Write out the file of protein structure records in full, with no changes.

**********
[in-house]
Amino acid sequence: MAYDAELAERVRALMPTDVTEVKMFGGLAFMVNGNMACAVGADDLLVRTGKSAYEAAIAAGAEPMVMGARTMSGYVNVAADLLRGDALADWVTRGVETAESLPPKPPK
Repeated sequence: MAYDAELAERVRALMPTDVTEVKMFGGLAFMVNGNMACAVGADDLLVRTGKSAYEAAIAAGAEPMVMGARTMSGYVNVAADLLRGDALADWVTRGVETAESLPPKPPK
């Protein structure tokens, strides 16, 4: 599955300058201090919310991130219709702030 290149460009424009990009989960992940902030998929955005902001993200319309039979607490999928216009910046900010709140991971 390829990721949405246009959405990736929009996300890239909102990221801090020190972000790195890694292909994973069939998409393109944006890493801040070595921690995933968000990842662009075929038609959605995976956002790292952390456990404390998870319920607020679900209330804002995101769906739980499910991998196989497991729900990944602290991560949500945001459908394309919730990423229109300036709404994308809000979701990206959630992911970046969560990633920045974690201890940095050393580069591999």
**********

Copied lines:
[in-house]
Amino acid sequence: MAYDAELAERVRALMPTDVTEVKMFGGLAFMVNGNMACAVGADDLLVRTGKSAYEAAIAAGAEPMVMGARTMSGYVNVAADLLRGDALADWVTRGVETAESLPPKPPK
Repeated sequence: MAYDAELAERVRALMPTDVTEVKMFGGLAFMVNGNMACAVGADDLLVRTGKSAYEAAIAAGAEPMVMGARTMSGYVNVAADLLRGDALADWVTRGVETAESLPPKPPK
């Protein structure tokens, strides 16, 4: 599955300058201090919310991130219709702030 290149460009424009990009989960992940902030998929955005902001993200319309039979607490999928216009910046900010709140991971 390829990721949405246009959405990736929009996300890239909102990221801090020190972000790195890694292909994973069939998409393109944006890493801040070595921690995933968000990842662009075929038609959605995976956002790292952390456990404390998870319920607020679900209330804002995101769906739980499910991998196989497991729900990944602290991560949500945001459908394309919730990423229109300036709404994308809000979701990206959630992911970046969560990633920045974690201890940095050393580069591999």